Best Wish | Kosei Tani – Gamba Osaka » Shonan Bellmare (58,5%)

Would you believe it? Somehow, we had the ability to read our fans’ minds. After the Tokyo Olympics, we talked here about Tani’s development in Bellmare and how he could find a role for himself with Gamba in 2022 (IF he’s actually coming back to Osaka).

Best goal | Leandro Damião, Shonan Bellmare-Kawasaki Frontale (MD16 – 62,8%)

P.S. We’re sorry with Shonan Bellmare, it’s just an accident if all nominees came against the green side based in Hiratsuka.

Don’t get us wrong: it’s not like Leandro Damião is new to this magic. He scored a lot of scissor-kicks goals this season, adding here and there some stylish back-heels to wrap his season up. But it feels like this must be awarded the “Best Goal” for 2021 because it’s the trademark play of the Brazilian striker.

Best manager | Toru Oniki (65,5%)

We really would have liked either Atsuhiro Miura or Shigetoshi Hasebe getting the award, but why not Toru Oniki? Among the four J1 titles won in these five years, this has been his more than others. I mean, look at the stats: only Masakazu Suzuki has a better points-per-game ratio than him in the history of the league among coaches with at least 50 J. League games under their belt.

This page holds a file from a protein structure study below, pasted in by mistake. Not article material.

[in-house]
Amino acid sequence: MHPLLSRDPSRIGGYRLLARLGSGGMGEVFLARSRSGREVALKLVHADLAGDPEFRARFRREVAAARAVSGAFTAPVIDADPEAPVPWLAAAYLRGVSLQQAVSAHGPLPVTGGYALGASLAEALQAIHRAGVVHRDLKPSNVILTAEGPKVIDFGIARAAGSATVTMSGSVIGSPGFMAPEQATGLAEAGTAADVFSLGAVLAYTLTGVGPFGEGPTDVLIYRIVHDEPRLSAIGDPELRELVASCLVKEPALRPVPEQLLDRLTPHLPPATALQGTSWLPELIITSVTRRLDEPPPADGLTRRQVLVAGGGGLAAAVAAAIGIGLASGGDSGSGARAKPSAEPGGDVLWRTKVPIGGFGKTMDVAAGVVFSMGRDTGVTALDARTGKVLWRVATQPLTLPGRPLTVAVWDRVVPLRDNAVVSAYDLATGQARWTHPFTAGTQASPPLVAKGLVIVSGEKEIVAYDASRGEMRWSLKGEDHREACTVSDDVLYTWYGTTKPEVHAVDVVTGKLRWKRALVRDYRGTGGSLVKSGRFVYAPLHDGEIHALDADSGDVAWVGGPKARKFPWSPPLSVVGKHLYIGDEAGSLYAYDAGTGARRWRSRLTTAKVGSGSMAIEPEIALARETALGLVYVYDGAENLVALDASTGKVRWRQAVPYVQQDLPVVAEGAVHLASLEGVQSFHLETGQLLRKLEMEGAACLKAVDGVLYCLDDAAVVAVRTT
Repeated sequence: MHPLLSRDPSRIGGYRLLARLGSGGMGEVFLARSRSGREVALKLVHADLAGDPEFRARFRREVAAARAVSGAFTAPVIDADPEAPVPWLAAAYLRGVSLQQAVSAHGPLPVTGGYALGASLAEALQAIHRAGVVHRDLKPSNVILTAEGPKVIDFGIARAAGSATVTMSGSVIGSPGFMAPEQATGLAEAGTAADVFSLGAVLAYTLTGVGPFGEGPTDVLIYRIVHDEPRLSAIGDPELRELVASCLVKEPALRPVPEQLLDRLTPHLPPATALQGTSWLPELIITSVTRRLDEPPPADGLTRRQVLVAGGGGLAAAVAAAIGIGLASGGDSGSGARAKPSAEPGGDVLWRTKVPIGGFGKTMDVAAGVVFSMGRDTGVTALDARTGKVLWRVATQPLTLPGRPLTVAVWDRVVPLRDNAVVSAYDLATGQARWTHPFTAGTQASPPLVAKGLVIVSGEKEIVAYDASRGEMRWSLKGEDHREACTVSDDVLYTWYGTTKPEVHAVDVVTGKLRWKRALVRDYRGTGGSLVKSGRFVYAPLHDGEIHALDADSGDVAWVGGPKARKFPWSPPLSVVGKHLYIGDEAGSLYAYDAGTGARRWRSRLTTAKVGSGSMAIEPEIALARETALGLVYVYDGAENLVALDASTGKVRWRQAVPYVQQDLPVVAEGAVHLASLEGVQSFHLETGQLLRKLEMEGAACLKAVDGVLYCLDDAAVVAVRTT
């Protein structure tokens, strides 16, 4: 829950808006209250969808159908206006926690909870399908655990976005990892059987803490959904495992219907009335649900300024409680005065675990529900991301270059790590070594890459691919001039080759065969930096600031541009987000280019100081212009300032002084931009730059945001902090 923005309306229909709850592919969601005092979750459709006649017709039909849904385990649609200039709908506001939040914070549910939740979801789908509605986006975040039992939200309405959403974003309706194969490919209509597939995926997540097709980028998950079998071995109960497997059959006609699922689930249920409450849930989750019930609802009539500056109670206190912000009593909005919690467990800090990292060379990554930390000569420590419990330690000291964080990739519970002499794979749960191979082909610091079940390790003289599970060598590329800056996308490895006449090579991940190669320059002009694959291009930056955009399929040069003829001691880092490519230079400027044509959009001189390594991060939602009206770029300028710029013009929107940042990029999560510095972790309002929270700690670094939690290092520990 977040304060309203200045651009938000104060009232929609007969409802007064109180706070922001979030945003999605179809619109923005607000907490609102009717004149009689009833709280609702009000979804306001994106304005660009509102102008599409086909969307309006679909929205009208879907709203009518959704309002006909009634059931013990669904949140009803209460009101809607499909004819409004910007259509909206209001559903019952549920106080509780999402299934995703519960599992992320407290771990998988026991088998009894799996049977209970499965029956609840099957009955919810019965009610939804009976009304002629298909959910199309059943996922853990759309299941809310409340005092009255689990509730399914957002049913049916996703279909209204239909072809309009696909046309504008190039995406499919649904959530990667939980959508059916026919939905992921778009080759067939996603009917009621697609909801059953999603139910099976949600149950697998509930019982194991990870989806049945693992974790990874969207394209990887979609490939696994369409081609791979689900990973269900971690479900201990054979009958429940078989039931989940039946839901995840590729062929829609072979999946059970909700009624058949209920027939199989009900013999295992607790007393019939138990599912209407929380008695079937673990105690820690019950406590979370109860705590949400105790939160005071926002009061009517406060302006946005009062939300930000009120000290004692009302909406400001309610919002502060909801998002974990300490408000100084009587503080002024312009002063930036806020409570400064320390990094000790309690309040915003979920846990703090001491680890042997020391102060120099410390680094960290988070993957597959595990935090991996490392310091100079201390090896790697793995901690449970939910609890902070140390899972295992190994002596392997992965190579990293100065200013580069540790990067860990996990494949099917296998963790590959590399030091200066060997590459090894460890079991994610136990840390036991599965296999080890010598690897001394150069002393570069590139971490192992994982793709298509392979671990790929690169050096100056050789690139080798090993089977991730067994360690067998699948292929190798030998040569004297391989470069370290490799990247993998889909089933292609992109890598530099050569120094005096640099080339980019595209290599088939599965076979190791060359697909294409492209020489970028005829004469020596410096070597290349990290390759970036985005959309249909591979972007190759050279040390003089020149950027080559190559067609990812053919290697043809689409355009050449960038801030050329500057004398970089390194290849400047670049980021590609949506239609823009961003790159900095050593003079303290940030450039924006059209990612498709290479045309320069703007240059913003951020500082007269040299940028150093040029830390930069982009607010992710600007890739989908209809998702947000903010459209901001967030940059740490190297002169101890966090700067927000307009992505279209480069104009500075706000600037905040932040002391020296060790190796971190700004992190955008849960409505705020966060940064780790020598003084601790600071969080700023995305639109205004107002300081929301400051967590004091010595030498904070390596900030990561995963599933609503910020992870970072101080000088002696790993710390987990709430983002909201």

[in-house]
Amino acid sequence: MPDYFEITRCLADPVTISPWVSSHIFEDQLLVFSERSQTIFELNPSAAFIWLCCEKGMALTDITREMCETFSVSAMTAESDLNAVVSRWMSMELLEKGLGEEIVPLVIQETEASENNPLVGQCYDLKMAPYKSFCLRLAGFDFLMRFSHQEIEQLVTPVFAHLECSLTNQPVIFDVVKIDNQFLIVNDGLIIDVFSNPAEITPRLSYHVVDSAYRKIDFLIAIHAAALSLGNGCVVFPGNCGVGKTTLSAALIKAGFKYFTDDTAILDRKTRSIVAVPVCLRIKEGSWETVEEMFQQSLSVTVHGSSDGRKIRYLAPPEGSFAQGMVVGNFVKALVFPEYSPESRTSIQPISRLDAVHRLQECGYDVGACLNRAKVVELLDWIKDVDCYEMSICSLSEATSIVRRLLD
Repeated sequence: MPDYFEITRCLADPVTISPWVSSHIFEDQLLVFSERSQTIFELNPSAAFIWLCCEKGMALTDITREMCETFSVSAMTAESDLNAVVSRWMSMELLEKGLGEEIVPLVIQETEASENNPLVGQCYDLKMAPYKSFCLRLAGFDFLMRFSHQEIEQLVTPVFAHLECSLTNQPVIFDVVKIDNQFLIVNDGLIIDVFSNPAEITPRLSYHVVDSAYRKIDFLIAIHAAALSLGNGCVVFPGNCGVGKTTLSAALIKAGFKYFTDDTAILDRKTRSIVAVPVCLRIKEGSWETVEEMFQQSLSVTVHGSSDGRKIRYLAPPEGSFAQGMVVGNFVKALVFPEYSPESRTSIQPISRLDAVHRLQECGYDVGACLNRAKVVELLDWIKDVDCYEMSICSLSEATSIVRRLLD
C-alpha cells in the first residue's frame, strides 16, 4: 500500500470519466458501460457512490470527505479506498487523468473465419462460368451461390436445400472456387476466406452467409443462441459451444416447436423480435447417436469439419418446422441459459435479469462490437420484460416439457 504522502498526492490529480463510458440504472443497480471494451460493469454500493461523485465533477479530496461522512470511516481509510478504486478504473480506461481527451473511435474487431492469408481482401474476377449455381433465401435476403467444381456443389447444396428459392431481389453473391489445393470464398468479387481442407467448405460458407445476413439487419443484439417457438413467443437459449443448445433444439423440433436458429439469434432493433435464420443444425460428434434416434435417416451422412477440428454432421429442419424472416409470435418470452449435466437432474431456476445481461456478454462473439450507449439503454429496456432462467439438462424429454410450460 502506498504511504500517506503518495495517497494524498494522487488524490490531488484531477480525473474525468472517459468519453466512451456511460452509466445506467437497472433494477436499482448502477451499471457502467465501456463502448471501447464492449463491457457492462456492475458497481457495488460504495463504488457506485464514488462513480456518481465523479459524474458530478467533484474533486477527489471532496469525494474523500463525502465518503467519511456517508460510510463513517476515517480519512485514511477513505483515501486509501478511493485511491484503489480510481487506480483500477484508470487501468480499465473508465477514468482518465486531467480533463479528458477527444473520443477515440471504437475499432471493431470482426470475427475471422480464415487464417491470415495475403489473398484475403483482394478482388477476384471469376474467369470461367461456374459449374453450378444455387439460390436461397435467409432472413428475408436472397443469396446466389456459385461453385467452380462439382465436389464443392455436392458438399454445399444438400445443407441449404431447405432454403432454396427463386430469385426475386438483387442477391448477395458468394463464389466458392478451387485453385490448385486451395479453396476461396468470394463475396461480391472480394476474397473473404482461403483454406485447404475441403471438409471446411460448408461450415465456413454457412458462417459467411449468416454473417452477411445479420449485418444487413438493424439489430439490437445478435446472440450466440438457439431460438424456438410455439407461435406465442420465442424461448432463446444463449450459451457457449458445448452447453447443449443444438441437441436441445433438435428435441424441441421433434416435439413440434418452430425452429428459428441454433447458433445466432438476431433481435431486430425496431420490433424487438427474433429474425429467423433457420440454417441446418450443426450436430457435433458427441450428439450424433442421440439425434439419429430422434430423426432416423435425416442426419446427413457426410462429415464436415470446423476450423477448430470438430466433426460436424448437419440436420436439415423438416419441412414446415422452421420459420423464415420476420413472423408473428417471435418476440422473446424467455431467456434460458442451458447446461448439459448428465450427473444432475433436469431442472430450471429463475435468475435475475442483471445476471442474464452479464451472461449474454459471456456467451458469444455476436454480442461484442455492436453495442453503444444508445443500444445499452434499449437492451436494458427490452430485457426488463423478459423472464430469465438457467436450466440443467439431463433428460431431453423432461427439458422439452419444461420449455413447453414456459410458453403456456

He improved Frontale’s stellar PPG ratio. He did it without Morita. When the Summer market brought Tanaka and Mitoma away, he invented Hatate as a center midfielder and rapidly developed Tachibanada. With Kobayashi not at the best of his form (same for Ienaga this year), he bet everything on the return of young Ten Miyagi and Marcinho joining from China… and he won that bet! Nothing to add, your honor.


That’s it for the 2021 Regista Awards for J1 League. In a few days, we’ll catch up as well with the other two divisions. Thanks for reading and following our activity throughout the whole year!